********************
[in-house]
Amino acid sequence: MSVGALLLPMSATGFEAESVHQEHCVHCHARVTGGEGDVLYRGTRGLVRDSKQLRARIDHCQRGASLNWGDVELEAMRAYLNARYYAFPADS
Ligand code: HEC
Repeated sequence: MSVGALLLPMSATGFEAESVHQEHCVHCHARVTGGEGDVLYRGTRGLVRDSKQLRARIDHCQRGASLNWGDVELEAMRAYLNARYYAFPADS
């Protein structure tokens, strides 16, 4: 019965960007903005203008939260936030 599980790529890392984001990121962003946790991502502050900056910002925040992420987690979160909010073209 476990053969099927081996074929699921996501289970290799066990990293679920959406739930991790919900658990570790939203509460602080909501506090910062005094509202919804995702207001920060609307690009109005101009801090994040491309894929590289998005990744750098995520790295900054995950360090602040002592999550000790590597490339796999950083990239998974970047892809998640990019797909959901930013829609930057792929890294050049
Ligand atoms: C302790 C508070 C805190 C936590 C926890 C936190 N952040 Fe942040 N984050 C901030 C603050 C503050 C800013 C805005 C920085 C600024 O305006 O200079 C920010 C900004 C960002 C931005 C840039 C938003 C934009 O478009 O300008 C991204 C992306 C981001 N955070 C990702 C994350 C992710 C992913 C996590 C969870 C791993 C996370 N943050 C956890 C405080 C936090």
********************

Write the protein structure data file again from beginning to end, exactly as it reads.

[in-house]
Amino acid sequence: MSVGALLLPMSATGFEAESVHQEHCVHCHARVTGGEGDVLYRGTRGLVRDSKQLRARIDHCQRGASLNWGDVELEAMRAYLNARYYAFPADS
Ligand code: HEC
Repeated sequence: MSVGALLLPMSATGFEAESVHQEHCVHCHARVTGGEGDVLYRGTRGLVRDSKQLRARIDHCQRGASLNWGDVELEAMRAYLNARYYAFPADS
């Protein structure tokens, strides 16, 4: 019965960007903005203008939260936030 599980790529890392984001990121962003946790991502502050900056910002925040992420987690979160909010073209 476990053969099927081996074929699921996501289970290799066990990293679920959406739930991790919900658990570790939203509460602080909501506090910062005094509202919804995702207001920060609307690009109005101009801090994040491309894929590289998005990744750098995520790295900054995950360090602040002592999550000790590597490339796999950083990239998974970047892809998640990019797909959901930013829609930057792929890294050049
Ligand atoms: C302790 C508070 C805190 C936590 C926890 C936190 N952040 Fe942040 N984050 C901030 C603050 C503050 C800013 C805005 C920085 C600024 O305006 O200079 C920010 C900004 C960002 C931005 C840039 C938003 C934009 O478009 O300008 C991204 C992306 C981001 N955070 C990702 C994350 C992710 C992913 C996590 C969870 C791993 C996370 N943050 C956890 C405080 C936090």